As a result, investors are finding themselves lashed to the mast of a ship that's listing dangerously.

a newborn only to find their money shrinking during six of the last seven years aren't thrilled to find out that the trust is air-tight and there is no moving the money until the lock-in period is over.

Had those gift-givers picked any traditional mutual fund to use as a gifting vehicle, they could have changed funds at any time and for any reason.

Over the last five years, Giftrust is off an average of 9.4 percent per year, roughly one-third more than the Standard & Poor's 500. Investors whose 10-year lock-in is just ending have earned a 3. 4 percent annualized return, or less than they would have gotten by investing in a 10-year certificate of deposit a decade ago.

American Century changed the management team last year, although that is not entirely confidence-inspiring. After all, part of the original premise was that this fund would give good managers a long time to work their magic, without the pressure of regular redemptions to potentially alter the day-to-day strategy.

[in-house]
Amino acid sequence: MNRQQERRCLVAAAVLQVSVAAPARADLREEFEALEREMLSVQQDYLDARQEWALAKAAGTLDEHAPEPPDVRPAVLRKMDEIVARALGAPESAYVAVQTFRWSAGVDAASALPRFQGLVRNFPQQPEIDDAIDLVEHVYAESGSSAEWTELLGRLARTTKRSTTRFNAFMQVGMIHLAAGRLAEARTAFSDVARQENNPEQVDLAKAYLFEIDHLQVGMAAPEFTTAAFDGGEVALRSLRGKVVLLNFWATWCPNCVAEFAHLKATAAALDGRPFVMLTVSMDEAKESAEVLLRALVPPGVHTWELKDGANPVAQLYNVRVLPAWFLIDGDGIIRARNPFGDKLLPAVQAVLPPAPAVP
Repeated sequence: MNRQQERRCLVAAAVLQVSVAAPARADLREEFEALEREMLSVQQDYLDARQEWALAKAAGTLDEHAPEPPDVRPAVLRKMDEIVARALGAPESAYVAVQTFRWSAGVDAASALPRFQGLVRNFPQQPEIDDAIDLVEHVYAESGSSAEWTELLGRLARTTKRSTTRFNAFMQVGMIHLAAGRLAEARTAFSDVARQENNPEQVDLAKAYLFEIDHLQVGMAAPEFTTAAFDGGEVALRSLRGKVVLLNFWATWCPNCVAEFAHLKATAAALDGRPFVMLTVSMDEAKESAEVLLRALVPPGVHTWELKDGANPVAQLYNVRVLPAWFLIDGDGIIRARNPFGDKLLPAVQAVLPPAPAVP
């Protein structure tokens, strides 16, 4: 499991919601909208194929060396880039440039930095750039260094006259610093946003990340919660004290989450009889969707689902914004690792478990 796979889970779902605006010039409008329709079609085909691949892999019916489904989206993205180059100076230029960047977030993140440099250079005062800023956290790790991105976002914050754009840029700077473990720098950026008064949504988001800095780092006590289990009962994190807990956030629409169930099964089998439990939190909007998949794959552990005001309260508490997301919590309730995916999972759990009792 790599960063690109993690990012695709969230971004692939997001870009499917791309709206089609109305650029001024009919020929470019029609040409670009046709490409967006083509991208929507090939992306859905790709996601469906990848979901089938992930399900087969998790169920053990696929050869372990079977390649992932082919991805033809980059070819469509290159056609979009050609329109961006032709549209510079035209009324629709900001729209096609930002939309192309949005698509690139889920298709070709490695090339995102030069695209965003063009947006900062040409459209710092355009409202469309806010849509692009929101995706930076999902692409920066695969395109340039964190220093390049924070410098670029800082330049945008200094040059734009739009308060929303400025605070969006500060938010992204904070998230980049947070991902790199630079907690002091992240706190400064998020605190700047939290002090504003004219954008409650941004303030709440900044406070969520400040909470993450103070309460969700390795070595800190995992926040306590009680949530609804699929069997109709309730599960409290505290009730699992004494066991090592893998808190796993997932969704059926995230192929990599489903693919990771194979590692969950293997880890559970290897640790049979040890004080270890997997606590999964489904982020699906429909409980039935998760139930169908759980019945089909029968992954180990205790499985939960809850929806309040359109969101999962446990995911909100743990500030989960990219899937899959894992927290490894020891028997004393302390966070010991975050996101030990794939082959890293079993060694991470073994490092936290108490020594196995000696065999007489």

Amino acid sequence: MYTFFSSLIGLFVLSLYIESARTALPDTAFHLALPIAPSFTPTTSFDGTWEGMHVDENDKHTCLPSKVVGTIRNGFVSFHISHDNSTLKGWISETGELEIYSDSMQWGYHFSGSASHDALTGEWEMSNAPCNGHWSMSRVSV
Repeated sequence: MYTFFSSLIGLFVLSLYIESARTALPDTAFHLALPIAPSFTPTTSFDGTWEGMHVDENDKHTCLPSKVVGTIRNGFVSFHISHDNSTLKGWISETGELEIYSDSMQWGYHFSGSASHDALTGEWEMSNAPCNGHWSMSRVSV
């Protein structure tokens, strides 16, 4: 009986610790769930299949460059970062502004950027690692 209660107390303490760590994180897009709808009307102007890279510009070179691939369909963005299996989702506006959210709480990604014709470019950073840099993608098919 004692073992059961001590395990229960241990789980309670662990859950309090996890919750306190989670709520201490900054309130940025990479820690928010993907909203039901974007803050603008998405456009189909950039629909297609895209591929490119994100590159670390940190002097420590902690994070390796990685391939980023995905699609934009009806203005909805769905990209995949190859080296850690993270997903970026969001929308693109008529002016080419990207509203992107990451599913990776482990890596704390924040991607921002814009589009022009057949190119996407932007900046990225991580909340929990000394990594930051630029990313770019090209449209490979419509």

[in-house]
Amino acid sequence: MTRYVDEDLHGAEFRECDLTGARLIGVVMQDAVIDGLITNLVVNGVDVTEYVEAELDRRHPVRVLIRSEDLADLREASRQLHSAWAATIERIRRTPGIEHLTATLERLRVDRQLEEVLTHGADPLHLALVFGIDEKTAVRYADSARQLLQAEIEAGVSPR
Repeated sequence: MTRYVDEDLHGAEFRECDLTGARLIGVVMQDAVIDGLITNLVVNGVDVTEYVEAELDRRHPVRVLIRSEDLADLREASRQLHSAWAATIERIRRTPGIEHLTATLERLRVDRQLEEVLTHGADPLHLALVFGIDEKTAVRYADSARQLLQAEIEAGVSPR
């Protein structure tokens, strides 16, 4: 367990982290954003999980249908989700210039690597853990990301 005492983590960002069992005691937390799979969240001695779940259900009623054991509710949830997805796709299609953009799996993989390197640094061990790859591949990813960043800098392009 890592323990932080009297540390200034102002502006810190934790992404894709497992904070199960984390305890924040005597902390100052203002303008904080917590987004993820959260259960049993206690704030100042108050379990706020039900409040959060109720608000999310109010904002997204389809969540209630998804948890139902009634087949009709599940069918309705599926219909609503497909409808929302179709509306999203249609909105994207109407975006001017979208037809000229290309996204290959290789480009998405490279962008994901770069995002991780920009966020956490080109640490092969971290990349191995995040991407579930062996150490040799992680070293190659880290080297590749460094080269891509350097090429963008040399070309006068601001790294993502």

Bad performance alone is not enough to make an investment stupid, however.

What truly earns the distinction occurred last year, when American Century extended the Giftrust lock-in period to 18 years and eliminated the provision for several relatives to contribute to the same account, as well as the opportunity to make repeated gifts over time.
While old Giftrust investors were grandfathered, new holders are making a one-time contribution into a below-average fund where no one can extract the money for nearly two decades.